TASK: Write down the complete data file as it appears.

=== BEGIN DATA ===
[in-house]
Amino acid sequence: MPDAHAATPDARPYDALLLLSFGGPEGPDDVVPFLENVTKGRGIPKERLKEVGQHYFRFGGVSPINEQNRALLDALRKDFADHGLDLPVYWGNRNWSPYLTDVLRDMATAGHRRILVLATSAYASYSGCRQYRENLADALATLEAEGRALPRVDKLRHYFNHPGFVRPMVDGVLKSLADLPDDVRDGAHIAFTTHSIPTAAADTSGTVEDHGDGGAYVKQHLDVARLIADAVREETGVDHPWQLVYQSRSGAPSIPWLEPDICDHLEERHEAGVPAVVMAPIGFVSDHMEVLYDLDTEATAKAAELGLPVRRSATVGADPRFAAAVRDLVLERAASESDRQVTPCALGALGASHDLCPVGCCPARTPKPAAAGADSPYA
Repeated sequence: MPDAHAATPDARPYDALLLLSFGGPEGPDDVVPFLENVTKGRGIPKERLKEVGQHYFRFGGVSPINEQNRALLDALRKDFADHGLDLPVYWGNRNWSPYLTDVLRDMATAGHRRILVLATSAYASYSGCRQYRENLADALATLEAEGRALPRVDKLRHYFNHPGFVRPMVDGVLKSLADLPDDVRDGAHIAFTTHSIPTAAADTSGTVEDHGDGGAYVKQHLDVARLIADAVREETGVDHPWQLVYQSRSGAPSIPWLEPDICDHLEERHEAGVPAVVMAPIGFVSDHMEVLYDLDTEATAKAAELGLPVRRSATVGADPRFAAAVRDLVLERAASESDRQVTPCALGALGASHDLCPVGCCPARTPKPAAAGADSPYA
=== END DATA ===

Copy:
[in-house]
Amino acid sequence: MPDAHAATPDARPYDALLLLSFGGPEGPDDVVPFLENVTKGRGIPKERLKEVGQHYFRFGGVSPINEQNRALLDALRKDFADHGLDLPVYWGNRNWSPYLTDVLRDMATAGHRRILVLATSAYASYSGCRQYRENLADALATLEAEGRALPRVDKLRHYFNHPGFVRPMVDGVLKSLADLPDDVRDGAHIAFTTHSIPTAAADTSGTVEDHGDGGAYVKQHLDVARLIADAVREETGVDHPWQLVYQSRSGAPSIPWLEPDICDHLEERHEAGVPAVVMAPIGFVSDHMEVLYDLDTEATAKAAELGLPVRRSATVGADPRFAAAVRDLVLERAASESDRQVTPCALGALGASHDLCPVGCCPARTPKPAAAGADSPYA
Repeated sequence: MPDAHAATPDARPYDALLLLSFGGPEGPDDVVPFLENVTKGRGIPKERLKEVGQHYFRFGGVSPINEQNRALLDALRKDFADHGLDLPVYWGNRNWSPYLTDVLRDMATAGHRRILVLATSAYASYSGCRQYRENLADALATLEAEGRALPRVDKLRHYFNHPGFVRPMVDGVLKSLADLPDDVRDGAHIAFTTHSIPTAAADTSGTVEDHGDGGAYVKQHLDVARLIADAVREETGVDHPWQLVYQSRSGAPSIPWLEPDICDHLEERHEAGVPAVVMAPIGFVSDHMEVLYDLDTEATAKAAELGLPVRRSATVGADPRFAAAVRDLVLERAASESDRQVTPCALGALGASHDLCPVGCCPARTPKPAAAGADSPYA